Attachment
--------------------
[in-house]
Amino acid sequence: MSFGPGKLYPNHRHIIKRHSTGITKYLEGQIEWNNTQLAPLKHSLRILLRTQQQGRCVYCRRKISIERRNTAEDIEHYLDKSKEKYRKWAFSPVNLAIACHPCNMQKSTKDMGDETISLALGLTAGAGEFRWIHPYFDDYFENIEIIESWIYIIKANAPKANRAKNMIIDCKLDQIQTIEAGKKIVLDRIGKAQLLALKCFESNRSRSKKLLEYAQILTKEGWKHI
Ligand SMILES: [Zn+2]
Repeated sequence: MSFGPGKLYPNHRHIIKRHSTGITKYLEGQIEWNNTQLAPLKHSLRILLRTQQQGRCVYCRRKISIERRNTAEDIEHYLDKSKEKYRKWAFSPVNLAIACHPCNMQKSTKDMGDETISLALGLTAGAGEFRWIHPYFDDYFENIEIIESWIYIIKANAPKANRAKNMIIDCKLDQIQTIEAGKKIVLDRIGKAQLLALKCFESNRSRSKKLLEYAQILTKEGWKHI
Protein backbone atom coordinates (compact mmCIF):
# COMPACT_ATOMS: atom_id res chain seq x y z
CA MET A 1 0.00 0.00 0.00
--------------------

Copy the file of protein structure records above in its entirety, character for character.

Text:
[in-house]
Amino acid sequence: MSFGPGKLYPNHRHIIKRHSTGITKYLEGQIEWNNTQLAPLKHSLRILLRTQQQGRCVYCRRKISIERRNTAEDIEHYLDKSKEKYRKWAFSPVNLAIACHPCNMQKSTKDMGDETISLALGLTAGAGEFRWIHPYFDDYFENIEIIESWIYIIKANAPKANRAKNMIIDCKLDQIQTIEAGKKIVLDRIGKAQLLALKCFESNRSRSKKLLEYAQILTKEGWKHI
Ligand SMILES: [Zn+2]
Repeated sequence: MSFGPGKLYPNHRHIIKRHSTGITKYLEGQIEWNNTQLAPLKHSLRILLRTQQQGRCVYCRRKISIERRNTAEDIEHYLDKSKEKYRKWAFSPVNLAIACHPCNMQKSTKDMGDETISLALGLTAGAGEFRWIHPYFDDYFENIEIIESWIYIIKANAPKANRAKNMIIDCKLDQIQTIEAGKKIVLDRIGKAQLLALKCFESNRSRSKKLLEYAQILTKEGWKHI
Protein backbone atom coordinates (compact mmCIF):
# COMPACT_ATOMS: atom_id res chain seq x y z
CA MET A 1 0.00 0.00 0.00